Tips on remembering normal vitals for pediatrics?

sop

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Does anyone have any tips on remembering normal vital sign ranges for pediatrics? (Newborns, Infants, Toddlers, Pre-School, School Age children)
 

abckidsmom

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Does anyone have any tips on remembering normal vital sign ranges for pediatrics? (Newborns, Infants, Toddlers, Pre-School, School Age children)

Experience as much normal pediatric vitals as possible. Maybe volunteer with children, hang with your cousins, whatever. Hold them and play with them. Notice how they breathe, count their pulse. Notice how easily they turn purple if they're cold.

Like many, many things in life, the easiest way to spot something that's "off" is to be completely familiar with the same thing when it's normal.
 

medicstudent101

Forum Lieutenant
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Make an effort to brush up on your vital ranges. There's no shame in flipping through your pocket guide book on your way to a run though!
 

foxfire

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I am going through pediatric stuff right now and flash cards are a big help. But like the others said, learn what " normal" in pediatrics and it will be easier to spot something that is not quite right.
 

Aprz

Non flying critical care flight attendant
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I don't you think need to know exact numbers though, just know younglings generally have a faster heart rate and faster respiration rate, but their blood pressure is lower.

I was taught:
Adult 12-20
Child 15-30
Infant 25-50

You may notice that child and infant range is just double of it's minimum.

Pulse wise:
Adult 60-100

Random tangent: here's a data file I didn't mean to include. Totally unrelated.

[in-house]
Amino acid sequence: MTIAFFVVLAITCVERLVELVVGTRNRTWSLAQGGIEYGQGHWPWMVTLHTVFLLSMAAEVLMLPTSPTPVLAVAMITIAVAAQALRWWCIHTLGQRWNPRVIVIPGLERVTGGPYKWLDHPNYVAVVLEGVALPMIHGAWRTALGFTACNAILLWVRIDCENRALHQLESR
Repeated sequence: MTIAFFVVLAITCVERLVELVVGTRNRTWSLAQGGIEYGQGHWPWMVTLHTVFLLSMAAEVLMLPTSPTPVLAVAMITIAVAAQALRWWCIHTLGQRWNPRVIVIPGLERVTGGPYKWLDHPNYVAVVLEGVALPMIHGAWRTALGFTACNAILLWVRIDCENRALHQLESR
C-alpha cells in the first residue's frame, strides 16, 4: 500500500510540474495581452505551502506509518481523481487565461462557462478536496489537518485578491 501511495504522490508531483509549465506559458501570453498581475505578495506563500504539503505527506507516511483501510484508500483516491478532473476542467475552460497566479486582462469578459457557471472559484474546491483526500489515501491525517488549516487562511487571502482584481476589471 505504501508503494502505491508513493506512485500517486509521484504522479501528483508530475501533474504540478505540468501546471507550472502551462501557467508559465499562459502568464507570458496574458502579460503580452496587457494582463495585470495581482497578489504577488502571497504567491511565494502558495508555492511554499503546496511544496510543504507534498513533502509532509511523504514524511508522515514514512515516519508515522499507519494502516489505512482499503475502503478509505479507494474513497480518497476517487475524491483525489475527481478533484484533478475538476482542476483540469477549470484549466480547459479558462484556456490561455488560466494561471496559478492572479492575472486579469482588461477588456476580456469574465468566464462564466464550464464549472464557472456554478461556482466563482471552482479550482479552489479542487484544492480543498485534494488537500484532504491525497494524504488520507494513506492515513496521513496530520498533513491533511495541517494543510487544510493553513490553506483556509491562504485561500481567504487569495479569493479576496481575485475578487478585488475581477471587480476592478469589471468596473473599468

Child 60-140
Infant 100-190
Newborn 85-205

Actually some numbers I've read was adult is 60-80, child (>10 y/o) is 60-100, and child (2-10) is 60-140.

For blood pressure, you can have a rough estimate of the systolic blood pressure as SBP = 70 + (age x 2). I've heard of using SBP = 80 + (age x 2) also.

These numbers seem like they change all the time, you'll read different numbers from different books, some are more vague like the number aboves where I say adult, child, infant, newborn, and some are very specific. I feel it's more important to remember just the general rule rather than remember the actual numbers.

Now I am being a hypocrite cause I actually did remember them out of my EMT book which is Mosby's EMT Prehospital Care (http://www.amazon.com/EMT-Prehospit...8140/ref=sr_1_1?ie=UTF8&qid=1304656720&sr=8-1).
 
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CAOX3

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Once you get some experience it will be a little easier to determine whats normal and what isnt.

Pocket guide is a good idea.

You may notice that child and infant range is just double of it's minimum.

Pulse wise:
Adult 60-100
Child 60-140
Infant 100-190
Newborn 85-205

Alarms start going off for me when I see a neonate with a heart rate anywhere near eighty.